PSC Roundtable

Breast Rejuvenation Options

Breast Rejuvenation Options

Childbirth, age, genetics, and weight gain/loss can all take their toll, but today, women are taking control of the look and feel of their breasts like no other time in history. Breast rejuvenation – which may include a breast augmentation, breast lift or both – is one of the most popular cosmetic surgery procedures in the world. However, many patients are still confused as to the best method for restoring a more youthful look to their breasts. Three of our top experts in breast surgery, Dr. Kevin Smith of Charlotte, NC, Dr. Caroline Glicksman of Sea Girt, NJ and Dr. Richard Restifo of Orange, CT, discuss your breast rejuvenation options.

by Katherine Stuart

Breast Implants or Breast Lift?

Oftentimes when a patient comes in for a breast rejuvenation consultation, she knows that she’s not happy with the look or feel of her breasts, but she’s less certain of the best way to fix the issue. For Dr. Glicksman, the first question that she asks every breast rejuvenation patient is, “Do you want to be bigger?” If the answer is yes then the issue is a loss of volume and a breast implant will be the best course of action. However, if the patient is happy with her size, but she’s not happy with the way her breasts look when she takes off her bra, then the issue is one of breast tissue that has stretched out with time, age, and/or childbirth. For these patients, a breast lift is going to be the best way to restore a more youthful look.

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Dr. Smith agrees that if a patient doesn’t want to be bigger then an implant is not the way to go. He’s found that patients aren’t just worried about the appearance of the breasts, they also care about how they feel. “After kids, sometimes the breasts are a little more jiggly or floppy [than patients would like],” he says. This is something that can be more difficult to fix than shape or getting the nipple at the top of the mound. As Dr. Restifo explains, a lift won’t increase your size and an implant won’t change your nipple position. “So if you want to be larger, you’re going to need an implant. If you want to move the nipple, you’re going to need a lift. And if you want to do both, you’re going to need both.”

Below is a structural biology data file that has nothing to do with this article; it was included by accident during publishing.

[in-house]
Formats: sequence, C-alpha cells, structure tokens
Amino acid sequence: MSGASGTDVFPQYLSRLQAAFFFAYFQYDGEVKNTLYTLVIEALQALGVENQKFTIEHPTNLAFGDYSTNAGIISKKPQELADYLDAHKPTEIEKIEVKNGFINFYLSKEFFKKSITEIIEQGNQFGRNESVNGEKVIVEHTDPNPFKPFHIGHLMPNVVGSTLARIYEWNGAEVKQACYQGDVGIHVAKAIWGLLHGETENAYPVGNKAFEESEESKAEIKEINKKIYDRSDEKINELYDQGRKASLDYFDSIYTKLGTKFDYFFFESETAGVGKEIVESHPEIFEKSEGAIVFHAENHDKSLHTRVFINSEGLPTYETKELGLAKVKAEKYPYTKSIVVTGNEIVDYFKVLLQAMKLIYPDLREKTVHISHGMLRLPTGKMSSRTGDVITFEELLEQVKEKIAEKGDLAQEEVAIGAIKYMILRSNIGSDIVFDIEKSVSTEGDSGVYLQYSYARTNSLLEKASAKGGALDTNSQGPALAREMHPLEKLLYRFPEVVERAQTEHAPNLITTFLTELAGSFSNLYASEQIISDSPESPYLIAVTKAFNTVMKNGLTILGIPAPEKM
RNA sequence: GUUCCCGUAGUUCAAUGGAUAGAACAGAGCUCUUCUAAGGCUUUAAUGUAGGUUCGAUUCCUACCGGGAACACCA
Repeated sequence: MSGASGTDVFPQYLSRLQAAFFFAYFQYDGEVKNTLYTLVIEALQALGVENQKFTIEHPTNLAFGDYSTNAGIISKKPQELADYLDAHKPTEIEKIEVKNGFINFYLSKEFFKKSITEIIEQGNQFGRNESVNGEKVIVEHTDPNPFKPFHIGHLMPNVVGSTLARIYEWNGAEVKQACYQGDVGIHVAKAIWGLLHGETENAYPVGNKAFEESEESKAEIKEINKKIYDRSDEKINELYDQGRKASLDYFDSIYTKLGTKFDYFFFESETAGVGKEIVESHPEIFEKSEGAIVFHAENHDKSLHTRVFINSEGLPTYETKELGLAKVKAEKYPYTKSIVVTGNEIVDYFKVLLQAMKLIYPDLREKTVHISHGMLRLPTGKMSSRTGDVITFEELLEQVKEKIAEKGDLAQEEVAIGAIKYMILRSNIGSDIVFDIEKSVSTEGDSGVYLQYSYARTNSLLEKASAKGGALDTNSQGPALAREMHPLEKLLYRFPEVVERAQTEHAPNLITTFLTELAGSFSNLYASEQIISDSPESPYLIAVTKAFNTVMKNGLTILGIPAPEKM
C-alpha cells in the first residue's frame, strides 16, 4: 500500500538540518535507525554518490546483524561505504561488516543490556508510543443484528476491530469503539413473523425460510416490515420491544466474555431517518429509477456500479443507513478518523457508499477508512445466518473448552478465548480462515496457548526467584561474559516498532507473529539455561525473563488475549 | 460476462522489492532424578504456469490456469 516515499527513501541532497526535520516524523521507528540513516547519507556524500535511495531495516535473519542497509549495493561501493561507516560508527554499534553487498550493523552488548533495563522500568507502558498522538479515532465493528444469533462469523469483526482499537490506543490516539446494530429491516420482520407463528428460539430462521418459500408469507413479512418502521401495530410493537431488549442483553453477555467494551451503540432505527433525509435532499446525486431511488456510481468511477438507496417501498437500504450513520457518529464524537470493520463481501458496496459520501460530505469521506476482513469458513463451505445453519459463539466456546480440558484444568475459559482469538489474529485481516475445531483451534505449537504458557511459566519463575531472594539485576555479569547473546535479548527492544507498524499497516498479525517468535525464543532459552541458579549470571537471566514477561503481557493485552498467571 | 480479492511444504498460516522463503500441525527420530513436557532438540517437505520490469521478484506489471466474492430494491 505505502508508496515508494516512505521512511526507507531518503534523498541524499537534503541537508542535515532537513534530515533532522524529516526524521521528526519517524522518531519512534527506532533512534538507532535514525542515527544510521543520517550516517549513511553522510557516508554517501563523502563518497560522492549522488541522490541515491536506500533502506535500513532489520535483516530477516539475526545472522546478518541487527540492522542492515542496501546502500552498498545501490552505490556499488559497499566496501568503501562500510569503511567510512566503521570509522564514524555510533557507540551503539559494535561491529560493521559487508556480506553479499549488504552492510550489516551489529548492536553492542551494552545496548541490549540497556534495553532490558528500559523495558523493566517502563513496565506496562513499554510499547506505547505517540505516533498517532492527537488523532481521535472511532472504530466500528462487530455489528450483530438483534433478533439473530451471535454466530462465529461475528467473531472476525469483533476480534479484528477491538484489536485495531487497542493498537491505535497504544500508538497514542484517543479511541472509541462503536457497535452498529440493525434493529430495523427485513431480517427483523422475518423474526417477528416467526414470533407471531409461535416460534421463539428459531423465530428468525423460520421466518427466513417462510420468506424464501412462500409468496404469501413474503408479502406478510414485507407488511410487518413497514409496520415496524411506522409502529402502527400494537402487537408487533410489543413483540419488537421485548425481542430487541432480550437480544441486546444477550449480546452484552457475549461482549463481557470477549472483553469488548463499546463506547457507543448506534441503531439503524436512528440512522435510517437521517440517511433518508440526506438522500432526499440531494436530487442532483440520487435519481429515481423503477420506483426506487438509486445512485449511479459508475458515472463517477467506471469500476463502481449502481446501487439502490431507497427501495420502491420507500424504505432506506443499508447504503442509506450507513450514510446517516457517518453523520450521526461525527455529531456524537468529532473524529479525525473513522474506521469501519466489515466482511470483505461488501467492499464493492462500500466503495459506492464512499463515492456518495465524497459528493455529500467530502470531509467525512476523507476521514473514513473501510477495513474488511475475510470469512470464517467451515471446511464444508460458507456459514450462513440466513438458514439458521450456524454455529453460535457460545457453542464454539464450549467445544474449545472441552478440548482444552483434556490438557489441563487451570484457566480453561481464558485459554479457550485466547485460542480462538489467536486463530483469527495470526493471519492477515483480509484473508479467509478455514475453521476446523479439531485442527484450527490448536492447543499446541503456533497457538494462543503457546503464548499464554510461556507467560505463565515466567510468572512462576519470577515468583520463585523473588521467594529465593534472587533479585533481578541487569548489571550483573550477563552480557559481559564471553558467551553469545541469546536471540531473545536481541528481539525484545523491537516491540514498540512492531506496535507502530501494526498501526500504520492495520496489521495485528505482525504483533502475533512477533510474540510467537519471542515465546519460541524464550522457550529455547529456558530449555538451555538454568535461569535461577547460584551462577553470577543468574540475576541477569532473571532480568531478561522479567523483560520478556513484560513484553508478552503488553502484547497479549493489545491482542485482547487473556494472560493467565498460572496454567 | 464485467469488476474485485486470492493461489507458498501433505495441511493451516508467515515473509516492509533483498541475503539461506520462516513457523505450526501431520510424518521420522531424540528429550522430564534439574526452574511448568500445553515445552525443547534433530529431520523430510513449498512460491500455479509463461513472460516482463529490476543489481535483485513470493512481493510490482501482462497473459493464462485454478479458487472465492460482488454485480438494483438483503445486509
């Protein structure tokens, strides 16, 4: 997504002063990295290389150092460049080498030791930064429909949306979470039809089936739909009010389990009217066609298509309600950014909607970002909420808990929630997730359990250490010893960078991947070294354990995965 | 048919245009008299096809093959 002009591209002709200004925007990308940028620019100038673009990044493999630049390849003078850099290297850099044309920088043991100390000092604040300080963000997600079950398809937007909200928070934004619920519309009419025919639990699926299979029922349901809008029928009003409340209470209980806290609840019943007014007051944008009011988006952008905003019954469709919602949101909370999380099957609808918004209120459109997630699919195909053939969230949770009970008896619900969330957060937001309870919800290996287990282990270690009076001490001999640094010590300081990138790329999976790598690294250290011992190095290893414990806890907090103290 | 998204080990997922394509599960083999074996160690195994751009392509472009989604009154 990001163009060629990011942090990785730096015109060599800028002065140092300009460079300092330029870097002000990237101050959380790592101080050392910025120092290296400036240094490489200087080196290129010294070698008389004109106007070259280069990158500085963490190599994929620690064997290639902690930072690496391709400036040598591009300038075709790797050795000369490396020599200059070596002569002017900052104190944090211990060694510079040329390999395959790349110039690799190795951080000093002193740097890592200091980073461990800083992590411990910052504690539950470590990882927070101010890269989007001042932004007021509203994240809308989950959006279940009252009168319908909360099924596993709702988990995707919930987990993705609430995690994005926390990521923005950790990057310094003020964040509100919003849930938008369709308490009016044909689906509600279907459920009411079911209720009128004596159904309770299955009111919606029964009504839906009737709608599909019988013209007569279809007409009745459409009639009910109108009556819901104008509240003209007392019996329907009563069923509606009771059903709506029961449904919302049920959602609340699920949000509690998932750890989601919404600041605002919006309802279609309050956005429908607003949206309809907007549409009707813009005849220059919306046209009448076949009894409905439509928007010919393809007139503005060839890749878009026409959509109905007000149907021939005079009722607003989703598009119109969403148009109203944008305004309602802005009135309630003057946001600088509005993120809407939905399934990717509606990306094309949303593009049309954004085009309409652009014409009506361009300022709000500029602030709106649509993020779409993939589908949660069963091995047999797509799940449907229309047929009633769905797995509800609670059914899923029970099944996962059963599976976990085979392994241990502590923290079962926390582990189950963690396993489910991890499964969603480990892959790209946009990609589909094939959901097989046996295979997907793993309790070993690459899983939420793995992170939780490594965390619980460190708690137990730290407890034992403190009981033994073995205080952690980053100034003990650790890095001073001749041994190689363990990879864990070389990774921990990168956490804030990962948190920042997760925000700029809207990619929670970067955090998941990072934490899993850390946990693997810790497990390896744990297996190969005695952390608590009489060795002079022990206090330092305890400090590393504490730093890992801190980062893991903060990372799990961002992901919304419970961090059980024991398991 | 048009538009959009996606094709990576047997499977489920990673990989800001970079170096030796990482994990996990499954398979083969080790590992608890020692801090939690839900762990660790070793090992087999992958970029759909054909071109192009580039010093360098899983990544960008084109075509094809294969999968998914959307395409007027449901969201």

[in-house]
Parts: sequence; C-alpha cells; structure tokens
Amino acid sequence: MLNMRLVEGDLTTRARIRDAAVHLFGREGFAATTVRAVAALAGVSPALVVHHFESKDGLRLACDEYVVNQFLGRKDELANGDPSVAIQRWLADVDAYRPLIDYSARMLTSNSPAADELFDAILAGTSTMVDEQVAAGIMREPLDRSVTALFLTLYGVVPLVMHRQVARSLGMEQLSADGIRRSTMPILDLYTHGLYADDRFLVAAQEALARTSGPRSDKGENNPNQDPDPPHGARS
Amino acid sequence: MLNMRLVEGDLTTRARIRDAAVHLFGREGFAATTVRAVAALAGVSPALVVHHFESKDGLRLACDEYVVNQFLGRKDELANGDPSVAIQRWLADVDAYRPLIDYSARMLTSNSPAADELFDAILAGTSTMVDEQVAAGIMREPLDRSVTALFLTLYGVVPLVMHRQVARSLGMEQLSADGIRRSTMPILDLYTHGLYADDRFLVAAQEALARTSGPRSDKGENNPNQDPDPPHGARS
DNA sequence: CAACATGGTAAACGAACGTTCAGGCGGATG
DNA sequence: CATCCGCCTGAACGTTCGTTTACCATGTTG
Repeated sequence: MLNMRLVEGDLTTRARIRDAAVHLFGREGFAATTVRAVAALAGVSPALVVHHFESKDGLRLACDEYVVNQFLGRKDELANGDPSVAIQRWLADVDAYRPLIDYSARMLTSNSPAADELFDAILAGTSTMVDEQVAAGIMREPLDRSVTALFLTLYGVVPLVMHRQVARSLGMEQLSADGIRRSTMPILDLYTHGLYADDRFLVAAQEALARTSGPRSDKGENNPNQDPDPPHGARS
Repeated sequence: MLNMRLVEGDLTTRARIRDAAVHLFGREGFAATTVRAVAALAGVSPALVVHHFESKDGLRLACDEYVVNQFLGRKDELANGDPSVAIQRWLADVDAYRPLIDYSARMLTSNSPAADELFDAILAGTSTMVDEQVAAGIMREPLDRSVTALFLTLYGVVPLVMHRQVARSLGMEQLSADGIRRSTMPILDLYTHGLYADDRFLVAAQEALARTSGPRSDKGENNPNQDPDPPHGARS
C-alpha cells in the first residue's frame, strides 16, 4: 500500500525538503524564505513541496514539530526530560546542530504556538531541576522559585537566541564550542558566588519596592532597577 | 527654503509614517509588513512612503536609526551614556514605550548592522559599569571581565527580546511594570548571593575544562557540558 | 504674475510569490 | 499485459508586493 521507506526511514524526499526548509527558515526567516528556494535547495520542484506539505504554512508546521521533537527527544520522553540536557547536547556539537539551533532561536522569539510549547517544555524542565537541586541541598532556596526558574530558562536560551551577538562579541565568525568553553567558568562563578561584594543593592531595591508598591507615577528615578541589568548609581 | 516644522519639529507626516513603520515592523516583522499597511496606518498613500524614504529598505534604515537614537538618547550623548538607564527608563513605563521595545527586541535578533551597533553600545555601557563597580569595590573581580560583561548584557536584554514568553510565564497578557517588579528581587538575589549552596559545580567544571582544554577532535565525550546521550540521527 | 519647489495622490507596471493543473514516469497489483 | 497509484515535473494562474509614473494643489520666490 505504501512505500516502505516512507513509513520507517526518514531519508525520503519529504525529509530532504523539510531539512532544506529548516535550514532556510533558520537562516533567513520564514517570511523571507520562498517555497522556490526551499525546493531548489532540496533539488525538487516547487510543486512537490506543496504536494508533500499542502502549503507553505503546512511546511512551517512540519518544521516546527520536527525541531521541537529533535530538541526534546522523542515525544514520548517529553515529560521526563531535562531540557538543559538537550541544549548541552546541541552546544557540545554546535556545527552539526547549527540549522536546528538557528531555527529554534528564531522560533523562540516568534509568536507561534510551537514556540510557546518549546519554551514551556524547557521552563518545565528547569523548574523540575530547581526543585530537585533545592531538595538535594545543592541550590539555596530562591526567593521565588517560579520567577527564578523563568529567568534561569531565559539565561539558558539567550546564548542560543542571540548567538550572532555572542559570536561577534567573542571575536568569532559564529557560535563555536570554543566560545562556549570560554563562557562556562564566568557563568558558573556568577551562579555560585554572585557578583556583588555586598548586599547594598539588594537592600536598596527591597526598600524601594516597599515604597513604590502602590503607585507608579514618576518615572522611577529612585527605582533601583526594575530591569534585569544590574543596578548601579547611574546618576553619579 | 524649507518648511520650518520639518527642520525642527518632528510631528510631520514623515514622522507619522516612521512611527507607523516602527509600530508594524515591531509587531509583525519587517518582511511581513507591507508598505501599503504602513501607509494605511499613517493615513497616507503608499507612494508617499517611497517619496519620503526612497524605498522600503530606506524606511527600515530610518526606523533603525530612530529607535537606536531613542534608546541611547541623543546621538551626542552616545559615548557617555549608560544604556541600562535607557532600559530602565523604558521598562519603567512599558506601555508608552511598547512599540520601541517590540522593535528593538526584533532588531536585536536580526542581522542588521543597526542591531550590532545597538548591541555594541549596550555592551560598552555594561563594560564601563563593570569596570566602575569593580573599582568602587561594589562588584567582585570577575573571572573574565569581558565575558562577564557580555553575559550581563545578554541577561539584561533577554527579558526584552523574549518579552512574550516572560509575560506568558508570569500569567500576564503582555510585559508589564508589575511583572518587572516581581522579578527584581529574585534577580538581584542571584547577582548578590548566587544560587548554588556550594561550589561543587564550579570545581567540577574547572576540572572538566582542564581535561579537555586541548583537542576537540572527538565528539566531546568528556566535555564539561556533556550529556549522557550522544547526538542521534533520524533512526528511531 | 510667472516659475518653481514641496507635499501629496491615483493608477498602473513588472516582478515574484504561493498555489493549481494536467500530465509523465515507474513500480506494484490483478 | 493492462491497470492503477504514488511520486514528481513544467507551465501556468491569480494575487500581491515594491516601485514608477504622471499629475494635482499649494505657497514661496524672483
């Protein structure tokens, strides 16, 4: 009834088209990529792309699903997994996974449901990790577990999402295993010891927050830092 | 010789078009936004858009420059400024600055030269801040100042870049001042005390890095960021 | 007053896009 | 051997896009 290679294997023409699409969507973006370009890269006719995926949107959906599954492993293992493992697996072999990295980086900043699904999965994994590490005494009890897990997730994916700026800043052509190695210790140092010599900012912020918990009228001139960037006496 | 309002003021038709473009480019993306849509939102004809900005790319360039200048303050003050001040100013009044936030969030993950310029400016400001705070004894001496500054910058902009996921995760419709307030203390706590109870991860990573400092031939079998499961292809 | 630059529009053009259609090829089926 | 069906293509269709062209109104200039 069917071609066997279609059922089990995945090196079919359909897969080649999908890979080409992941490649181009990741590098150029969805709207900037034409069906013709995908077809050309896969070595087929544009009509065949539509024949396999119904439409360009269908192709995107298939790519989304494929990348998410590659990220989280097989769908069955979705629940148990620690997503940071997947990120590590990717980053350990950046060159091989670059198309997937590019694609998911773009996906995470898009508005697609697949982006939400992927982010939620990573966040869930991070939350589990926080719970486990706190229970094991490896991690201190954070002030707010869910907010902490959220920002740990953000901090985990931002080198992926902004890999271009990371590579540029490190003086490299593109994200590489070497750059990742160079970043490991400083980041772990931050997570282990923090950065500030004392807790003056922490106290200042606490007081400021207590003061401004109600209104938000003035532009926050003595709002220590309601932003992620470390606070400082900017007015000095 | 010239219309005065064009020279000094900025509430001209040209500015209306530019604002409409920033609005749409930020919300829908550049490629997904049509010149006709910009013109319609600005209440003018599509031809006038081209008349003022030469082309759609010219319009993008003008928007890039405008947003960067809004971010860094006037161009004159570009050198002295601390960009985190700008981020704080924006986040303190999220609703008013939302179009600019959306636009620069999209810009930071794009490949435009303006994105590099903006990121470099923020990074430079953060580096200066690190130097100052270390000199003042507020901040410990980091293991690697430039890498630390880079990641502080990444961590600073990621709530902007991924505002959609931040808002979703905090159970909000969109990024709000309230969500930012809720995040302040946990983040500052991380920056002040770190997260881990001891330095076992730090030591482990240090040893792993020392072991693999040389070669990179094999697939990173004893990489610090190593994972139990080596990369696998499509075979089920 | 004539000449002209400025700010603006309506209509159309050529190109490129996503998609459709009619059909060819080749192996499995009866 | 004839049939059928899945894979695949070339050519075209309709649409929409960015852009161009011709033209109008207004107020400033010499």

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Breast Implant & Breast Lift Together, or Not?

Many of the women who come in complaining about the appearance of their breasts want to specifically restore fullness to the upper pole. They want that look of cleavage with a rounded top. In the right patient, a breast lift with an implant can be an ideal way to achieve this. The lift can tighten the stretchy skin that has made the breast droop in the first place while a small implant can make the top of the breast “pop”, according to Smith. But should the procedures be done separately or together?

Glicksman likes to start with the augmentation then let her patients live with it for awhile before deciding whether or not a breast lift is needed. The reason for this more conservative approach is that the results from a breast lift aren’t going to last forever. Time will eventually take it’s toll again on the restored breast tissue and she doesn’t want to put scars on a woman that will last a lifetime until it’s really necessary. For Restifo, he can tell in the consultation whether or not a patient will benefit from a breast lift with an implant, and since he feels that the procedures can be done safely at the same time, he has no problem doing so. While Glicksman doesn’t argue that they can safely be performed together, she does question whether or not “your complication rates go up?” The latest data out there shows that the complication rates are up at the 25-30% range at three years. “I don’t think that’s acceptable.”  She feels that splitting the surgeries lowers a patient’s risk of having to have revision surgery down the road.

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